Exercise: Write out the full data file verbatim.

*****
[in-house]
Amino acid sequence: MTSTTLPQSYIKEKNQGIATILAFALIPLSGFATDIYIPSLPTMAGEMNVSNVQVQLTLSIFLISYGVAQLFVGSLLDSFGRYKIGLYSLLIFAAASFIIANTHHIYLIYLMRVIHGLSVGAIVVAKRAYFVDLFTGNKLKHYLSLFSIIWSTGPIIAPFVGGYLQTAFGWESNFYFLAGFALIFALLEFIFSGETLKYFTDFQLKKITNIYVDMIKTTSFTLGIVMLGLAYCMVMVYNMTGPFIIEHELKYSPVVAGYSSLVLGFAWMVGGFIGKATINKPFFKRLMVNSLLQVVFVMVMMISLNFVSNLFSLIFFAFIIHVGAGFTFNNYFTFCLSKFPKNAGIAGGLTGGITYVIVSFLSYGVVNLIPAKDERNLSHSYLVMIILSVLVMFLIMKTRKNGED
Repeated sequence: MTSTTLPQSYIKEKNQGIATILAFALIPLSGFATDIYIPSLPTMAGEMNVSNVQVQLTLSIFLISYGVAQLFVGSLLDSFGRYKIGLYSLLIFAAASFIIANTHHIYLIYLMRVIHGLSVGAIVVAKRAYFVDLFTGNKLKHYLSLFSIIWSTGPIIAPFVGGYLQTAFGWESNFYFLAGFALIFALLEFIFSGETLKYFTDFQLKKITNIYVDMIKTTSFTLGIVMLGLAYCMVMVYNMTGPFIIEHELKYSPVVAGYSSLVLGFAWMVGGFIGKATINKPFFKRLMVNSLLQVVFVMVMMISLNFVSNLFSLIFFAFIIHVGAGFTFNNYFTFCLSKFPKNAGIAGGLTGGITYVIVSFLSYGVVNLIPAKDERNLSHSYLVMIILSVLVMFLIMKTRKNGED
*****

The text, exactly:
[in-house]
Amino acid sequence: MTSTTLPQSYIKEKNQGIATILAFALIPLSGFATDIYIPSLPTMAGEMNVSNVQVQLTLSIFLISYGVAQLFVGSLLDSFGRYKIGLYSLLIFAAASFIIANTHHIYLIYLMRVIHGLSVGAIVVAKRAYFVDLFTGNKLKHYLSLFSIIWSTGPIIAPFVGGYLQTAFGWESNFYFLAGFALIFALLEFIFSGETLKYFTDFQLKKITNIYVDMIKTTSFTLGIVMLGLAYCMVMVYNMTGPFIIEHELKYSPVVAGYSSLVLGFAWMVGGFIGKATINKPFFKRLMVNSLLQVVFVMVMMISLNFVSNLFSLIFFAFIIHVGAGFTFNNYFTFCLSKFPKNAGIAGGLTGGITYVIVSFLSYGVVNLIPAKDERNLSHSYLVMIILSVLVMFLIMKTRKNGED
Repeated sequence: MTSTTLPQSYIKEKNQGIATILAFALIPLSGFATDIYIPSLPTMAGEMNVSNVQVQLTLSIFLISYGVAQLFVGSLLDSFGRYKIGLYSLLIFAAASFIIANTHHIYLIYLMRVIHGLSVGAIVVAKRAYFVDLFTGNKLKHYLSLFSIIWSTGPIIAPFVGGYLQTAFGWESNFYFLAGFALIFALLEFIFSGETLKYFTDFQLKKITNIYVDMIKTTSFTLGIVMLGLAYCMVMVYNMTGPFIIEHELKYSPVVAGYSSLVLGFAWMVGGFIGKATINKPFFKRLMVNSLLQVVFVMVMMISLNFVSNLFSLIFFAFIIHVGAGFTFNNYFTFCLSKFPKNAGIAGGLTGGITYVIVSFLSYGVVNLIPAKDERNLSHSYLVMIILSVLVMFLIMKTRKNGED